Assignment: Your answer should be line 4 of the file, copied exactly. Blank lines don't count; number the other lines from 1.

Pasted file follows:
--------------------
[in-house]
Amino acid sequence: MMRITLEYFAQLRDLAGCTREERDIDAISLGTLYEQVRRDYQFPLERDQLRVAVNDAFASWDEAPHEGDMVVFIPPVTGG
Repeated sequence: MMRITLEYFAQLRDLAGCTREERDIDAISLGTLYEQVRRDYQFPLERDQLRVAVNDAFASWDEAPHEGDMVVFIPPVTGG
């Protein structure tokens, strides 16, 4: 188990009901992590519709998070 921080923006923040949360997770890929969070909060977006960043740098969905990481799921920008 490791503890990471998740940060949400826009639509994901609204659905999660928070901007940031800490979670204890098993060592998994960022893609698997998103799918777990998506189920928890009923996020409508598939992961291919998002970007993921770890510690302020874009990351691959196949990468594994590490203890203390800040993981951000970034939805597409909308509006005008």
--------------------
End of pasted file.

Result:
């Protein structure tokens, strides 16, 4: 188990009901992590519709998070 921080923006923040949360997770890929969070909060977006960043740098969905990481799921920008 490791503890990471998740940060949400826009639509994901609204659905999660928070901007940031800490979670204890098993060592998994960022893609698997998103799918777990998506189920928890009923996020409508598939992961291919998002970007993921770890510690302020874009990351691959196949990468594994590490203890203390800040993981951000970034939805597409909308509006005008």